Global warming contrarians remind the public that the world has not warmed all that much, if at all, during the past decade or so. But that's the
atmosphere. Oceanographers with their thermometers in Earth's biggest reservoir of heat—the world's ocean—report in a paper to be published in Geophysical Research Letters that greenhouse warming has in fact been proceeding apace the past decade, not to mention the past half century.
Ninety-three percent of the heat trapped by increasing greenhouse gases goes into warming the ocean, not the atmosphere. So taking the ocean's
temperature is the most comprehensive way to monitor global warming. A group of National Oceanic and Atmospheric Administration scientists has revised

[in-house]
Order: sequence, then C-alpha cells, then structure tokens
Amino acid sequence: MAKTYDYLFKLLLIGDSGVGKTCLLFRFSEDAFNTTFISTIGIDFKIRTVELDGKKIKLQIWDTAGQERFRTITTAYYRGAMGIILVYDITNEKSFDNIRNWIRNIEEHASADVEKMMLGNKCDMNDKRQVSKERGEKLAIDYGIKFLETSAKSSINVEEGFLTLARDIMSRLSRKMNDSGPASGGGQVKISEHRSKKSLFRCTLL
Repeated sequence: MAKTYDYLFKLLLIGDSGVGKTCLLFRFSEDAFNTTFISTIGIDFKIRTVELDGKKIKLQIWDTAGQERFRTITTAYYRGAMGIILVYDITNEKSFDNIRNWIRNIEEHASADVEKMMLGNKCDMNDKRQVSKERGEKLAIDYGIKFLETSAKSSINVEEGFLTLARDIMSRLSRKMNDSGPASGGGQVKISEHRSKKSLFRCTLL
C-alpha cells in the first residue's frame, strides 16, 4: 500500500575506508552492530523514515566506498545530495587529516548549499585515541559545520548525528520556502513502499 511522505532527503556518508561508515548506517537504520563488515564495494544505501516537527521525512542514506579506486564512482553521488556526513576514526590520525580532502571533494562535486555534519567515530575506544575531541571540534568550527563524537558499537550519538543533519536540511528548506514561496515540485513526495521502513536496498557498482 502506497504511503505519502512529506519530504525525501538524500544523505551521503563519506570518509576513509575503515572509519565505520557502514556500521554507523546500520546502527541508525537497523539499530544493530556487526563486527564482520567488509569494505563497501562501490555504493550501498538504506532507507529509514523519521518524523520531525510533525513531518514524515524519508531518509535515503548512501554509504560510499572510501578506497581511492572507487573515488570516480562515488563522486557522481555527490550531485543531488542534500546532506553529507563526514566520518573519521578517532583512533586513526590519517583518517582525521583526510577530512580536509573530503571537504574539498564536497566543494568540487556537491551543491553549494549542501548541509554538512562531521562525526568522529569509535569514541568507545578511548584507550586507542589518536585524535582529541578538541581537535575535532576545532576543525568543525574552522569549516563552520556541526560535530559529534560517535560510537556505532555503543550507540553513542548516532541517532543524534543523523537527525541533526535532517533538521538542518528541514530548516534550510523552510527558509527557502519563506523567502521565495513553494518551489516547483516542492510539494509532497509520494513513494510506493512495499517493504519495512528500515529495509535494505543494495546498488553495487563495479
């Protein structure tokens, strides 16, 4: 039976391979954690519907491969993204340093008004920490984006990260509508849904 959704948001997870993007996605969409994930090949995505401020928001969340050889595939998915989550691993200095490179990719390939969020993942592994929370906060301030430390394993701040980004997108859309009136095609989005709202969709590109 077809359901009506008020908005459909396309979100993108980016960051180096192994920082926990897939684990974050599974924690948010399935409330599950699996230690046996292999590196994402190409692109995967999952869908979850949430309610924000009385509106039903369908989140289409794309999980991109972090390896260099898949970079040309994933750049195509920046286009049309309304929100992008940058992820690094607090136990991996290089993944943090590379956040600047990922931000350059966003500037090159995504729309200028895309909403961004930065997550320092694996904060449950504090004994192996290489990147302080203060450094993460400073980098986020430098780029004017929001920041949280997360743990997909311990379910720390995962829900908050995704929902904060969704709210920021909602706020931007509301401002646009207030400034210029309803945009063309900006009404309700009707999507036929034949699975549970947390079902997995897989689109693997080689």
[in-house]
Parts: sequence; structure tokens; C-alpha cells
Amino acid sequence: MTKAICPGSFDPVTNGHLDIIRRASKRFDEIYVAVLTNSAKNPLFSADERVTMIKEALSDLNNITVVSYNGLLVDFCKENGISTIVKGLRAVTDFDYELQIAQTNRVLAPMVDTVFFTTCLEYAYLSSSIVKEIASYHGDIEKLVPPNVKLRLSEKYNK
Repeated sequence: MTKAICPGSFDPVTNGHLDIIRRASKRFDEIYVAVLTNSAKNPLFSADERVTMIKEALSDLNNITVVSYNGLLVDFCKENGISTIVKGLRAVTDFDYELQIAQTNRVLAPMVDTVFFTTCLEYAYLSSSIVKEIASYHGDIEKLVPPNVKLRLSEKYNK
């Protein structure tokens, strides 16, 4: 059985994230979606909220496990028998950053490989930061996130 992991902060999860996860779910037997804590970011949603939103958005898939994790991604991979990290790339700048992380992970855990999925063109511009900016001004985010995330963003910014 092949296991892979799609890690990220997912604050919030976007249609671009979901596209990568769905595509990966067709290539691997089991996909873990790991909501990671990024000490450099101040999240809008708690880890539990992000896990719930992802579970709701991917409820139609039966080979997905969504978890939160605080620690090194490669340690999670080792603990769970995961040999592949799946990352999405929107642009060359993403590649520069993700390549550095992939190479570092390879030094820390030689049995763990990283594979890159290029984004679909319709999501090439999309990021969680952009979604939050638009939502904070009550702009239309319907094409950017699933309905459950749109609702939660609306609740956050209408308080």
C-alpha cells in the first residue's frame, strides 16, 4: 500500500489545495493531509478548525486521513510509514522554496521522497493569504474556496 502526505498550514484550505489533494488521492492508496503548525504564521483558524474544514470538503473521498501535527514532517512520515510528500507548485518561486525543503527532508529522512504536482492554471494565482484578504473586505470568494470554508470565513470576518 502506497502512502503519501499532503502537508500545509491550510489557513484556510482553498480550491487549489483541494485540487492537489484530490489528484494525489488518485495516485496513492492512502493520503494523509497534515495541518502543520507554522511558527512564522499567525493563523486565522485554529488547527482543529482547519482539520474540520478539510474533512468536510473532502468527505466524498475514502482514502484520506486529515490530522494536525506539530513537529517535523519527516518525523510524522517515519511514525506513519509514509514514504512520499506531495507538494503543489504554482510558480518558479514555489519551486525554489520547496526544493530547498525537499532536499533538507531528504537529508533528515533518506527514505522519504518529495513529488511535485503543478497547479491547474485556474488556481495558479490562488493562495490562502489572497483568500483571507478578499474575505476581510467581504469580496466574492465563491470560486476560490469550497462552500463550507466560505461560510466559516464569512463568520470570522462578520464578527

and updated their decade-old compilation of temperature measurements from the upper 2000 meters of the world's ocean. Its store of heat (red line with
error bars) steadily increased over the past 20 years. And the upper ocean has warmed so much in the past 50 years that its added heat would be enough
to warm the lower atmosphere by about 36°C (thankfully a physically impossible feat).
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